Located on a golf course lake, the panels are connected to the state electricity board to help power India’s Cochin International Airport
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Spotted: India’s Cochin International Airport is now producing more energy than it uses. Thanks to the recent installation of two additional solar plants, the airport complex produces 40 MWp per day. As a public-private partnership, the airport achieved a world’s first in 2015 when the company installed a dedicated solar power production facility.
Completely run by sustainable energy, the airport complex includes a golf course and exhibition centre. The golf course contains 12 lakes and uses treated sewage from the airport for irrigation water. Two of the lakes are now home to 1300 photovoltaic panels that cover an area equivalent to one acre. The installation of the floating solar farms adds a further 452 KWh to the airport’s energy production capacity.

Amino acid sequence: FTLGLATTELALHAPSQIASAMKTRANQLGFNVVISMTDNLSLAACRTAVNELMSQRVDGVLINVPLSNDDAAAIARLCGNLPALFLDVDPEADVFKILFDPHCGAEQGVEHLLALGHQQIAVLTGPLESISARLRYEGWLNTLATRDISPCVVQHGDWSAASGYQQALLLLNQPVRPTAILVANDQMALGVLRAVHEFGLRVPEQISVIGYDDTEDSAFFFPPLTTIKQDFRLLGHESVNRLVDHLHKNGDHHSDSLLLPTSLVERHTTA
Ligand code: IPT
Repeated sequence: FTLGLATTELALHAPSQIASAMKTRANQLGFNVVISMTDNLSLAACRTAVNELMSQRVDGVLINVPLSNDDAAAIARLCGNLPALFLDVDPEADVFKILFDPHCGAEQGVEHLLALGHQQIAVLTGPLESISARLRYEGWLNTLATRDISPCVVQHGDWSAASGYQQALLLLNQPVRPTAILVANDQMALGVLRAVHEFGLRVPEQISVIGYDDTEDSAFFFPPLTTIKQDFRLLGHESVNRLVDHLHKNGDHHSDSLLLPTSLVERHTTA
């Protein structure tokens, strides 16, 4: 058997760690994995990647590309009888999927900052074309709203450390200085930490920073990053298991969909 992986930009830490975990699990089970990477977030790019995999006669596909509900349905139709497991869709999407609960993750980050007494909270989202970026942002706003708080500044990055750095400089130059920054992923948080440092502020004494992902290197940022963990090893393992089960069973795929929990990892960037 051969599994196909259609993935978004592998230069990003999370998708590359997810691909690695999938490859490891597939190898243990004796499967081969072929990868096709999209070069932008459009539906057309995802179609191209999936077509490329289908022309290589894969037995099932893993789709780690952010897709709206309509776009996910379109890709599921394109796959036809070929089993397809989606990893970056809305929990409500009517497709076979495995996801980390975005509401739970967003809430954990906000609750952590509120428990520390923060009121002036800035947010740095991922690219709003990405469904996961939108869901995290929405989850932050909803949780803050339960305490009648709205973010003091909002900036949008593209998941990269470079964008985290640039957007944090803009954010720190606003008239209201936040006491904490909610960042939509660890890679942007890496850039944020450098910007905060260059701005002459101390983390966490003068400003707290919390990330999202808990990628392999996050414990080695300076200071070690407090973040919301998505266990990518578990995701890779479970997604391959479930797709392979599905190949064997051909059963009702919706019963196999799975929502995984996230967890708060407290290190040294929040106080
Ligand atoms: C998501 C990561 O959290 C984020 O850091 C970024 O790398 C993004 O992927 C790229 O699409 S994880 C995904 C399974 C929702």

Both sets of floating panels are connected to the Kerala State Electricity Board power grid. Since the airport now produces more energy than it consumes, the company has the potential to earn money from its on-site energy production.
Floating solar panels are beginning to emerge as a popular option for organisations and locations with limited access to open land. One example recently spotted by Springwise is Singapore’s use of its reservoirs to increase the country’s energy production and storage capabilities.
Written by: Keely Khoury